The DSport got 17in alloys, electric windows and mirrors, dual-zone climate control and Bluetooth. In 2011, the DSport Plus arrived with more kit, including leather trim.
In 2014, the 1.6-litre engine was raised to 163bhp, but this yielded no discernible performance boost. Two years later, in 2016, DS became a standalone brand, so the model became the DS 3 DSport. By the end of the year, it had been dropped.
The DSport is really only warm, rather than hot, so those after greater thrills should seek out the 204bhp DS3 Racing, which was launched in 2011 and aimed squarely at the Mini JCW. Fettled by Citroën Racing, it did 0-62mph in 6.5sec. To keep it all in shape, it sat 15mm lower and had a 30mm-wider track than the DSport.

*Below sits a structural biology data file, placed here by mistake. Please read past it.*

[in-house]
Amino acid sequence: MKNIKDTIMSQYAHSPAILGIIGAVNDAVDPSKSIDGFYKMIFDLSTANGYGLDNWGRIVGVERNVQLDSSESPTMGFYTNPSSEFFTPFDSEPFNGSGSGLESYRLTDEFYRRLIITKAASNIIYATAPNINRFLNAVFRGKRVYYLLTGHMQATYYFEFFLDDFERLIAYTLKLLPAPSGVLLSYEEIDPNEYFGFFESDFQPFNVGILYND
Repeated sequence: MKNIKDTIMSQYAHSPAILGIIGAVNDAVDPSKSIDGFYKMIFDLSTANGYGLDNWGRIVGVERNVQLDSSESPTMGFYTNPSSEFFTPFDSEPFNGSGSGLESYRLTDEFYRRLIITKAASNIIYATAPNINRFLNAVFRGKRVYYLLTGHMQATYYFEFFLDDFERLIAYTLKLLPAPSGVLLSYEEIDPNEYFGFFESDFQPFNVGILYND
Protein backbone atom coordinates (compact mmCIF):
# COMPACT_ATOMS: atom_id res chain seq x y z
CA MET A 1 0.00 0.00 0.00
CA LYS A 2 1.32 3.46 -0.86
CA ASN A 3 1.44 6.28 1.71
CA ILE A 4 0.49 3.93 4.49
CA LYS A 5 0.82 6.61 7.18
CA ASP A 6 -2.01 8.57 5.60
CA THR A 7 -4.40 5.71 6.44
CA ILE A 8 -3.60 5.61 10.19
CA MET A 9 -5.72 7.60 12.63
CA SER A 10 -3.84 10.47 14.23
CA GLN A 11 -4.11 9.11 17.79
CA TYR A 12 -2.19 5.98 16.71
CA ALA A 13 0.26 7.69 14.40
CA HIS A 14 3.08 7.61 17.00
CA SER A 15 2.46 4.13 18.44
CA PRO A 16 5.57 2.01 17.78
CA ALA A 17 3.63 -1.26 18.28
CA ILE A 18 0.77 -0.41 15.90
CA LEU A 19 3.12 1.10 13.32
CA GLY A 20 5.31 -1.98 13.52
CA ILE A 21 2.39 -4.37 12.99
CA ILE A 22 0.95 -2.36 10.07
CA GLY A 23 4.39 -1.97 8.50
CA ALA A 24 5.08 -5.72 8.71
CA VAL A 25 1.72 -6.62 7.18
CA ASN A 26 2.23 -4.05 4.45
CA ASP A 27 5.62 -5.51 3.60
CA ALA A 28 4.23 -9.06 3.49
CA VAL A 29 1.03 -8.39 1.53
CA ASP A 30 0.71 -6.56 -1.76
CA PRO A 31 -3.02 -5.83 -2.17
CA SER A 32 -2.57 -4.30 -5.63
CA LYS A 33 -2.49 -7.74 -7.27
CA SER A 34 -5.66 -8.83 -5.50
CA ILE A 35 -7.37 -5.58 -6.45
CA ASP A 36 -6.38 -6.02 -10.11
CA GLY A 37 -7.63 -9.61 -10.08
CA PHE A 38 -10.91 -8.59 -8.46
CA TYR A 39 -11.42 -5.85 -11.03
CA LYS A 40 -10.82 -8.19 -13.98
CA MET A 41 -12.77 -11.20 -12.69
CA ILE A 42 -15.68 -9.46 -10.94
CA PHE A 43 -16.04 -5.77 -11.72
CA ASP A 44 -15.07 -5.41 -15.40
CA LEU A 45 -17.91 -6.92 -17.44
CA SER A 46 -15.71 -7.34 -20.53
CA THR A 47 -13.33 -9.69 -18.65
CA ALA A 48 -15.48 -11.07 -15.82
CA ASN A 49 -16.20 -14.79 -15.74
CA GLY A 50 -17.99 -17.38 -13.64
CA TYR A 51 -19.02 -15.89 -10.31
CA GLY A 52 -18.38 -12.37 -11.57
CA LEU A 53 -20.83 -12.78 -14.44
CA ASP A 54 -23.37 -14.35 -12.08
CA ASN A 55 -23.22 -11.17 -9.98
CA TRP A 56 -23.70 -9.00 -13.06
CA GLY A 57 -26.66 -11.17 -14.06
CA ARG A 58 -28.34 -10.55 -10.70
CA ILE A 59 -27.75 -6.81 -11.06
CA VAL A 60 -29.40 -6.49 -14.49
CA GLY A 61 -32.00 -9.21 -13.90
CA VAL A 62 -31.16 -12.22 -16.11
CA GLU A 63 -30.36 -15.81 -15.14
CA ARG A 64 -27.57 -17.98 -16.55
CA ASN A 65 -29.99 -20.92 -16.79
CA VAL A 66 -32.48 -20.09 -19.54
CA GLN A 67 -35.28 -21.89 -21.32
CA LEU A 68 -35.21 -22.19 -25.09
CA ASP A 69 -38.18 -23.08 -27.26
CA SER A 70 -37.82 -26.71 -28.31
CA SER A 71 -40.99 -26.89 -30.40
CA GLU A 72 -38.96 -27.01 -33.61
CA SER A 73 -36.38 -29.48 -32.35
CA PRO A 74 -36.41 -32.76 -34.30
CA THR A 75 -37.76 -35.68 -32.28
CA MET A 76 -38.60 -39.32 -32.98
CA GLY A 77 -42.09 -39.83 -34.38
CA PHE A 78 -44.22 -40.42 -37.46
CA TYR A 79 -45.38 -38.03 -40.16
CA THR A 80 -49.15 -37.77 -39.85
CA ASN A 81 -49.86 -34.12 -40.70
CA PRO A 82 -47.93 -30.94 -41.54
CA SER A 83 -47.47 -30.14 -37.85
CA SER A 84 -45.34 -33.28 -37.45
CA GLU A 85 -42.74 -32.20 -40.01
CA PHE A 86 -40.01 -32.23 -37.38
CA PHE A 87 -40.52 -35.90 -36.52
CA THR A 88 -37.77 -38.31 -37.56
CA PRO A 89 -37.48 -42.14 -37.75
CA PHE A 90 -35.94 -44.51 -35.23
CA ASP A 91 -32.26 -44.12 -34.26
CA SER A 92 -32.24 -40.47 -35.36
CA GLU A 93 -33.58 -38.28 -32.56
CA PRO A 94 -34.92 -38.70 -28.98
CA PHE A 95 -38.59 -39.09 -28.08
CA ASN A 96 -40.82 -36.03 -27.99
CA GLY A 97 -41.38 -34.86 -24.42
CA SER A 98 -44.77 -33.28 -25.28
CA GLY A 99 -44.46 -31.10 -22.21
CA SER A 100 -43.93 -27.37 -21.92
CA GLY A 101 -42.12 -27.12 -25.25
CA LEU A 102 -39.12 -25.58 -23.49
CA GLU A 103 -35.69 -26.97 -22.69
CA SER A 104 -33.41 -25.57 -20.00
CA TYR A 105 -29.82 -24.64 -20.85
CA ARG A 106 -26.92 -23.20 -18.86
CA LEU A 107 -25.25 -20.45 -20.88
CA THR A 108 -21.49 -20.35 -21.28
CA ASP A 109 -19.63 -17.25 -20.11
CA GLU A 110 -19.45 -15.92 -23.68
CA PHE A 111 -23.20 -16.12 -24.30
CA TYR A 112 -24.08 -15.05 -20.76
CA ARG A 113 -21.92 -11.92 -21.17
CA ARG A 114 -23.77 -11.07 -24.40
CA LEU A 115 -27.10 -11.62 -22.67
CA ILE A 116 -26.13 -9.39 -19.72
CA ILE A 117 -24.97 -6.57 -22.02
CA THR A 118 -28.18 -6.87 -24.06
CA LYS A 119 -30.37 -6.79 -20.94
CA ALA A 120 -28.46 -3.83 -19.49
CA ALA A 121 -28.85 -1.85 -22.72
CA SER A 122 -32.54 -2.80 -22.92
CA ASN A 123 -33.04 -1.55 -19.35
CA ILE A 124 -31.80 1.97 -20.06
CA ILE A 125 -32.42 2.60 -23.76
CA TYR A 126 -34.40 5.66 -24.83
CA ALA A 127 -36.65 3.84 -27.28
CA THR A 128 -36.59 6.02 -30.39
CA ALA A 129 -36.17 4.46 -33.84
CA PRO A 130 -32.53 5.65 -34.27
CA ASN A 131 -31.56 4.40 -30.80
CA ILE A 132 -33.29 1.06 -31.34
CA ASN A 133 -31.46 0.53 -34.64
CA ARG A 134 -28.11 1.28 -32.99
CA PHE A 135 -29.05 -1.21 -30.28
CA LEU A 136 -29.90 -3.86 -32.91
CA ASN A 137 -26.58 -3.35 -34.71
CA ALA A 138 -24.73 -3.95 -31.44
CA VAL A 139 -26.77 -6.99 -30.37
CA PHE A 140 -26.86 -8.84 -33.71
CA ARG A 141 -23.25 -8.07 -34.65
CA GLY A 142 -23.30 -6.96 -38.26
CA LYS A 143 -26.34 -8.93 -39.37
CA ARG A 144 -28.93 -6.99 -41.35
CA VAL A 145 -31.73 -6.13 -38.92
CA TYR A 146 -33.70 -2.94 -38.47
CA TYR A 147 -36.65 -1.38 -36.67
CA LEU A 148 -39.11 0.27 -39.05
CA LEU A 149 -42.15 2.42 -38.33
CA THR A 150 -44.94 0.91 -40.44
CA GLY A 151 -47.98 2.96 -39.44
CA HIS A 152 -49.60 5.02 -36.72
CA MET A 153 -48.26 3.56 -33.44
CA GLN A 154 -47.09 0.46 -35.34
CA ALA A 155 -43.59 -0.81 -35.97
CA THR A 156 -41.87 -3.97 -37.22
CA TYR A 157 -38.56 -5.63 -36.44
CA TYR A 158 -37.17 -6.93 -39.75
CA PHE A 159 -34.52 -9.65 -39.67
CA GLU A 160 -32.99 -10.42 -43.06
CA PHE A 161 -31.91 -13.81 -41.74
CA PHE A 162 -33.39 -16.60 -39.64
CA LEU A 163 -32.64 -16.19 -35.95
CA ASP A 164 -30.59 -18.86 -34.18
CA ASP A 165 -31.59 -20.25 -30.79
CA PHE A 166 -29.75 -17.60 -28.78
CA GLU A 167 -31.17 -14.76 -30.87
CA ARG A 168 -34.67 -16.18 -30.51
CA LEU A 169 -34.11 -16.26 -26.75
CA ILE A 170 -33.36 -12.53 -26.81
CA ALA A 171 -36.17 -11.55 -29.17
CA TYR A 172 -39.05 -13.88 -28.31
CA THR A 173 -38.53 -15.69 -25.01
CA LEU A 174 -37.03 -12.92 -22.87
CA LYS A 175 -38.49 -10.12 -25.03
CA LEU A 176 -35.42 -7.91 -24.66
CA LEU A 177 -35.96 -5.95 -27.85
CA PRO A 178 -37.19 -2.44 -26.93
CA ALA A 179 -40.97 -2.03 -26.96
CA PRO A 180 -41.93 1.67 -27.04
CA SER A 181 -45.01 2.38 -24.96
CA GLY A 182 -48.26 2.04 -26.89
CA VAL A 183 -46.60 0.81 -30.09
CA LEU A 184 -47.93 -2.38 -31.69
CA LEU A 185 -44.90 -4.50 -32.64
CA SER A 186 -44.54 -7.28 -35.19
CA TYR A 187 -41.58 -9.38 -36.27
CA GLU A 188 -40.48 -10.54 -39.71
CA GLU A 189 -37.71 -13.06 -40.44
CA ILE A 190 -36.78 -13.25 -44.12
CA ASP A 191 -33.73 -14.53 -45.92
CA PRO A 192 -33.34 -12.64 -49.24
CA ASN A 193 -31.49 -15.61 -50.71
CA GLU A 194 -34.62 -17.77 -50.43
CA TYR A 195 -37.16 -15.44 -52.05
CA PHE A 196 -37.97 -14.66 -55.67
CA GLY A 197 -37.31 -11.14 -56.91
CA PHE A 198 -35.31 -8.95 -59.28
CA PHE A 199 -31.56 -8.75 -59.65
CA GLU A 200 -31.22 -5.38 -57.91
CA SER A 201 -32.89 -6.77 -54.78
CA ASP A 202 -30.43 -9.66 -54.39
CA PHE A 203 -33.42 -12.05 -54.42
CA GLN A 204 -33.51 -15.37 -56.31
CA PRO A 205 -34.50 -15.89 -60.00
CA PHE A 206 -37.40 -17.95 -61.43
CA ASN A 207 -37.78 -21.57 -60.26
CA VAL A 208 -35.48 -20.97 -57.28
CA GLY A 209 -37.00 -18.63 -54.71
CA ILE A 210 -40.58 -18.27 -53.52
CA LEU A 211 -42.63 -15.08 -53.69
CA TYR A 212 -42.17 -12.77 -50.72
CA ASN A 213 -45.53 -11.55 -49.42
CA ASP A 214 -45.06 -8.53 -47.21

Used ones are few and far between, but we did track down a 2012 car with 52,000 miles, finished in head-turning orange and black, for £7490.
Is the Racing a future classic? Possibly, given its comprehensive performance makeover and the fact that there are so few around (150 at the last count). But before you take the plunge, it’s worth knowing that if you damage one, replacements for the carbonfibre splitter and other aerodynamic addenda are pricey and darned near impossible to source.
With the creation of the DS brand, the Racing became the Performance, now with 207bhp. We found a 2016 one with 56,000 miles for £10,990.
But of all the DS3 variants, our pick is the DSport, for its better blend of price, performance and pleasure.
How to get one in your garage